RB: That’s an interesting point, isn’t it? I don’t see any reason you have to be consistent, but it is an interesting thing to reflect upon, that your paintings are completely freshly-painted sort of things; you don’t go in for the kind of surface which certain painters do which seems to repeat old walls or things like that, cracks and seams and discolorations. You reject that totally in our painting but you accept it in your wooden material in your sculptural work.
RI: Just as it was found. I think there’s validity in the “foundness” of the object.
RB: And yet there’s no question but what your, to my mind, maybe it’s because I’ve seen some of these wooden pieces from the very first time almost that I saw any of your own work, but they seemed to belong with your painting very much and, as you say, the circles and other things, the lettering –It’s all very consistent. Your style seems to have emerged almost; shall we say, fully matured?
RI: The work became harder and more geometric and then when I did start using words in 1960 and these were as I said, forced on the constructions, because the constructions just needed the words; they did not look complete without them. And they were only decorative until they had their words. This was the beginning of my present work.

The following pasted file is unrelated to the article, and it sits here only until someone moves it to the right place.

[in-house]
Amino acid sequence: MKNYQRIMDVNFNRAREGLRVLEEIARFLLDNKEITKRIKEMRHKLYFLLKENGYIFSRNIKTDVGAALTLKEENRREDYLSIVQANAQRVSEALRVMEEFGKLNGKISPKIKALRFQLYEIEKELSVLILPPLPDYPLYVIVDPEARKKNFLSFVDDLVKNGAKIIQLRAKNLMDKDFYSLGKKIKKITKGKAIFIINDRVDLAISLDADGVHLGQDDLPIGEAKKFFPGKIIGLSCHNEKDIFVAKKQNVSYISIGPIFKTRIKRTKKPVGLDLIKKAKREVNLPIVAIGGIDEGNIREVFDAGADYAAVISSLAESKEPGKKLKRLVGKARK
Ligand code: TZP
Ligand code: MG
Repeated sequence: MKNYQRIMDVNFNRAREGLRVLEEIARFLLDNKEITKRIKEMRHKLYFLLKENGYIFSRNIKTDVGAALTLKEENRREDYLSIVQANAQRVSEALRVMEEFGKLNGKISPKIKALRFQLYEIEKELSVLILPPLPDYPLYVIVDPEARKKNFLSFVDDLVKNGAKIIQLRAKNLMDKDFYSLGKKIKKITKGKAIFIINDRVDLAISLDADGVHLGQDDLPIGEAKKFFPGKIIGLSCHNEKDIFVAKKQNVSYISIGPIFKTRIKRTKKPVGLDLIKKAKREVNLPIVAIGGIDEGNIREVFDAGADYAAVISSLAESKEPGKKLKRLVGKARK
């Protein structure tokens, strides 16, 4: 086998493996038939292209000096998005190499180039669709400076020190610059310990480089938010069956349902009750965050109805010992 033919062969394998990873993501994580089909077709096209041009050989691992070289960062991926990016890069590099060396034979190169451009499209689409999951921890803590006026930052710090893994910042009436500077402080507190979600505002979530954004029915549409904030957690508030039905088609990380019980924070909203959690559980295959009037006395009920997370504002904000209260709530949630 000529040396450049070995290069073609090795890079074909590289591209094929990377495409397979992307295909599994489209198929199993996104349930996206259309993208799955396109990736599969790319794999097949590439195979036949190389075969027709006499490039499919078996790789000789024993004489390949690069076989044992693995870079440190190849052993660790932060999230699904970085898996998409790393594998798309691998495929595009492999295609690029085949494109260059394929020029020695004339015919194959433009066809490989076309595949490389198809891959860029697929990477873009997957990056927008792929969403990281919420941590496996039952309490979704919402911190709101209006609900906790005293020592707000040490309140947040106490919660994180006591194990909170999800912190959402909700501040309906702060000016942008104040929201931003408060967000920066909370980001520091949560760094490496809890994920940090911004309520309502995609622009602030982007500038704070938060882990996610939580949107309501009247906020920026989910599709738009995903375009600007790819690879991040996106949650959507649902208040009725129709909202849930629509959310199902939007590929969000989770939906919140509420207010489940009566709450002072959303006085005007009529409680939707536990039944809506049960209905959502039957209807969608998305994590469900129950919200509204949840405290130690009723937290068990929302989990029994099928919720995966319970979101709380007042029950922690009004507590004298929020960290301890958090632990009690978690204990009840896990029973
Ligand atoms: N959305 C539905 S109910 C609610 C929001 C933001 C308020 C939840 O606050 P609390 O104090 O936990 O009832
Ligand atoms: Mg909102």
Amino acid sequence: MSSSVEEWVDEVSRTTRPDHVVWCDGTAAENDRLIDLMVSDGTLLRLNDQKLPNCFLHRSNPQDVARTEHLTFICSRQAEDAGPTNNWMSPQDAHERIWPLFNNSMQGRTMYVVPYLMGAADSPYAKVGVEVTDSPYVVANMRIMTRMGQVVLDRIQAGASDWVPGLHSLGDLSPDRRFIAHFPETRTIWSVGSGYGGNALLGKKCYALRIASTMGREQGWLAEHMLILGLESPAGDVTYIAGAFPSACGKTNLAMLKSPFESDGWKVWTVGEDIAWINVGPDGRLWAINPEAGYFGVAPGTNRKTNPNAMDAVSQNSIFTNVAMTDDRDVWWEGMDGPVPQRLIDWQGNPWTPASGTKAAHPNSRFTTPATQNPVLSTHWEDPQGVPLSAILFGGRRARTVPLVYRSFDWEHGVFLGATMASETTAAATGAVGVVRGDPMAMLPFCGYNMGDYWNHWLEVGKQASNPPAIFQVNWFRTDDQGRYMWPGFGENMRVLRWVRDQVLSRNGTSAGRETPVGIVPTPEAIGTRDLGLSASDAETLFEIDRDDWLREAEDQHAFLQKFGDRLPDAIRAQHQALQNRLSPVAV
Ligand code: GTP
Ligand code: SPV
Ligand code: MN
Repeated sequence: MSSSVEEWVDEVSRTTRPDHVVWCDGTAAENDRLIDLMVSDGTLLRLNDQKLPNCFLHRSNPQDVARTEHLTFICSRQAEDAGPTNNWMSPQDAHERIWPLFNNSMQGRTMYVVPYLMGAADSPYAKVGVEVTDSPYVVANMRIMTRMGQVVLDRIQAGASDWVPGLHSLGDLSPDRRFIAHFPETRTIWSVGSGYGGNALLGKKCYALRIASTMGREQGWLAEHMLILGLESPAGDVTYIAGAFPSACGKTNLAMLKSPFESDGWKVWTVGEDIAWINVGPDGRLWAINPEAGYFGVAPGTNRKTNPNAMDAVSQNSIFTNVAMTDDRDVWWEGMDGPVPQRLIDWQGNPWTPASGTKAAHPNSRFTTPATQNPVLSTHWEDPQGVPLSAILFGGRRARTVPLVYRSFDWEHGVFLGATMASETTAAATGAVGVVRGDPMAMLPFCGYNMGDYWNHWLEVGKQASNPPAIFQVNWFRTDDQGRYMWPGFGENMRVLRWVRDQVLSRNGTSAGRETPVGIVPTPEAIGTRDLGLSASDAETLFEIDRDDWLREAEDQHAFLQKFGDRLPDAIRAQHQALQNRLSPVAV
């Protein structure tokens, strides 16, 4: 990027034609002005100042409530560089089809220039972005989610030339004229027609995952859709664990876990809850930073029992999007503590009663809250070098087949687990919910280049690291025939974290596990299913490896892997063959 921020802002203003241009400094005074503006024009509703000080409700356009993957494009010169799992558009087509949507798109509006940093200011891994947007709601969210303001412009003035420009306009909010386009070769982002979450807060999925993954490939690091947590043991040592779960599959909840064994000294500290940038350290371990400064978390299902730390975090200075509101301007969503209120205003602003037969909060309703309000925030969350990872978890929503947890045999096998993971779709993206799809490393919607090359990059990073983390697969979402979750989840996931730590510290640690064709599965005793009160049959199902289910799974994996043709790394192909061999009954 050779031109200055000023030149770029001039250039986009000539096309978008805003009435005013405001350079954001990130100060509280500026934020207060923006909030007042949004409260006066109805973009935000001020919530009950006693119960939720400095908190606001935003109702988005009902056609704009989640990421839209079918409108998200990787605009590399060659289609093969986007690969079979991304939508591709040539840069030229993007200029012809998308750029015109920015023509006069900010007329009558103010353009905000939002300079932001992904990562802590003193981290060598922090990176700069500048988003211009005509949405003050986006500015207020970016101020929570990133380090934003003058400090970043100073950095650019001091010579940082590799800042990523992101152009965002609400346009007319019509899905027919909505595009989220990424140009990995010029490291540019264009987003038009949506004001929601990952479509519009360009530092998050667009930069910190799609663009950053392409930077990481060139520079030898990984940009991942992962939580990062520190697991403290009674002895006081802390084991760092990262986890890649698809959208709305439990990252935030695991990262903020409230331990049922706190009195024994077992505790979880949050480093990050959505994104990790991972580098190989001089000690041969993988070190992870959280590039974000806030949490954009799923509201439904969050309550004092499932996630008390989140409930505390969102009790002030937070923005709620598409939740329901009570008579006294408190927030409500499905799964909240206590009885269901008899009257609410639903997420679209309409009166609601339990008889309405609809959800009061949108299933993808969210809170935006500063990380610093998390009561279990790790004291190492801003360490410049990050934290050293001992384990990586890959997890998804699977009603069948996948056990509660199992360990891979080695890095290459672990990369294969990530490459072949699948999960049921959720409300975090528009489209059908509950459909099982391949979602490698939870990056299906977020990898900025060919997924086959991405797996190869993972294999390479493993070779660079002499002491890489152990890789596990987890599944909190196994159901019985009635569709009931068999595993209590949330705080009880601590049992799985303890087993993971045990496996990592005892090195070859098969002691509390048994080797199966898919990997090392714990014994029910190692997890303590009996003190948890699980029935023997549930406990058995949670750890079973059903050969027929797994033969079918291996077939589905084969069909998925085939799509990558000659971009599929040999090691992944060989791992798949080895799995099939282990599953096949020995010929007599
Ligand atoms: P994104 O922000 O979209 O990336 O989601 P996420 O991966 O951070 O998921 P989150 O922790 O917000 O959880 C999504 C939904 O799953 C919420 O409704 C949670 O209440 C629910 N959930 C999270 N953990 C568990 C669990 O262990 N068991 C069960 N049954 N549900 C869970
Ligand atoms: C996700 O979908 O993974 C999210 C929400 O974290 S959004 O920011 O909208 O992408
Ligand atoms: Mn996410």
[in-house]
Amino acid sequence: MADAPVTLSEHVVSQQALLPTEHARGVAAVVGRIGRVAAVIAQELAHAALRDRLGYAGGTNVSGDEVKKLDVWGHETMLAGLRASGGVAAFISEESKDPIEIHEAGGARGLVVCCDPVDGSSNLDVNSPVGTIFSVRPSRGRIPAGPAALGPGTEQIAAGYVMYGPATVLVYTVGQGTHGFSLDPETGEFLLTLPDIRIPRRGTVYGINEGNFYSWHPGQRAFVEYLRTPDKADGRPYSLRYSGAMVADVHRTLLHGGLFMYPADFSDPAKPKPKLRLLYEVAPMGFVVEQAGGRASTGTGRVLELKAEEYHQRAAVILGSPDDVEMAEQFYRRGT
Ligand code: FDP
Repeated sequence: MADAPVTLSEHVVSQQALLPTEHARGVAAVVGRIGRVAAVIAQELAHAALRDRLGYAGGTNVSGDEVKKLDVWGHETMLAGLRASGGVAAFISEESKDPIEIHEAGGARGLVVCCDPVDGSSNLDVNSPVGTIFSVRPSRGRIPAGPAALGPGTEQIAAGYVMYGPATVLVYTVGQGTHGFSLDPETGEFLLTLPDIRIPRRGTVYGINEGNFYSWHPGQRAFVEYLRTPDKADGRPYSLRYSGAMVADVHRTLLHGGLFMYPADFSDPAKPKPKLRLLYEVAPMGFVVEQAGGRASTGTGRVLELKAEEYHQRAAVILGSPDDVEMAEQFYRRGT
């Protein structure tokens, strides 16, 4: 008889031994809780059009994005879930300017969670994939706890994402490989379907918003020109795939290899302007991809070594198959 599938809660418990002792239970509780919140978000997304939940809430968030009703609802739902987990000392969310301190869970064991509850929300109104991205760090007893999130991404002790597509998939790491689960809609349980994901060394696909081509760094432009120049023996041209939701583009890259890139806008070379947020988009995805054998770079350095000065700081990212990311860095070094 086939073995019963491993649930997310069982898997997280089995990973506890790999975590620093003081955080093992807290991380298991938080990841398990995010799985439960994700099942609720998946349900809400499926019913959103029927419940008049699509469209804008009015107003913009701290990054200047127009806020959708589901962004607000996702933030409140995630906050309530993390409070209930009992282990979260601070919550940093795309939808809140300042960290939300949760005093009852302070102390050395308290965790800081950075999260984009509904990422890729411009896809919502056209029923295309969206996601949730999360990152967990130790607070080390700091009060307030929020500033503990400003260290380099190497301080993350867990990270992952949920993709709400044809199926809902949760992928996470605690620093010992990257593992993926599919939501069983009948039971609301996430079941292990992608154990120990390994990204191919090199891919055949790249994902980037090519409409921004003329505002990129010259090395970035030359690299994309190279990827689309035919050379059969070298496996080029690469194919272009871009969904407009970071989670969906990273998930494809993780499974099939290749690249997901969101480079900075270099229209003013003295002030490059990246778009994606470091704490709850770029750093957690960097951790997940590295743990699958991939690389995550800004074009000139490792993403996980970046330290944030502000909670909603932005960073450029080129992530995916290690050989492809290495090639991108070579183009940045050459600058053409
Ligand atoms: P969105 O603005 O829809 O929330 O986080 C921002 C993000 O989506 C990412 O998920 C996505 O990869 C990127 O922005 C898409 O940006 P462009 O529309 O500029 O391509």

RB: The words on the constructions were usually one word only.
RI: Yes. That’s right. And very brief, usually three letters or four letters.
RB: They could, though, have been simply abstract letters or something similar. . .
RI: They could have. . .
RB: Like Cy Twombly’s scratches or something. . .
RI: But they never were. They always meant – they always said something from the very beginning.
RB: Yes. I’m trying to recall — of course, it’s well known that Stuart Davis many years before you were painting incorporated words into his paintings. I suppose there were many other instances. But it wasn’t quite as general. In the last few years more people have been using words, haven’t they?
RI: It seems that everybody was using them. I think that was probably the incentive, Richard. Again, just like assemblages were in the air, everybody was making assemblages; everybody was beginning to use words. Remember that Rauschenberg and Jasper Johns, who I knew, (Ellsworth introduced me to them the very first year on the Slip) and at that time they were still doing department store window. They were still doing their display work. I even worked for them once on one of their display jobs.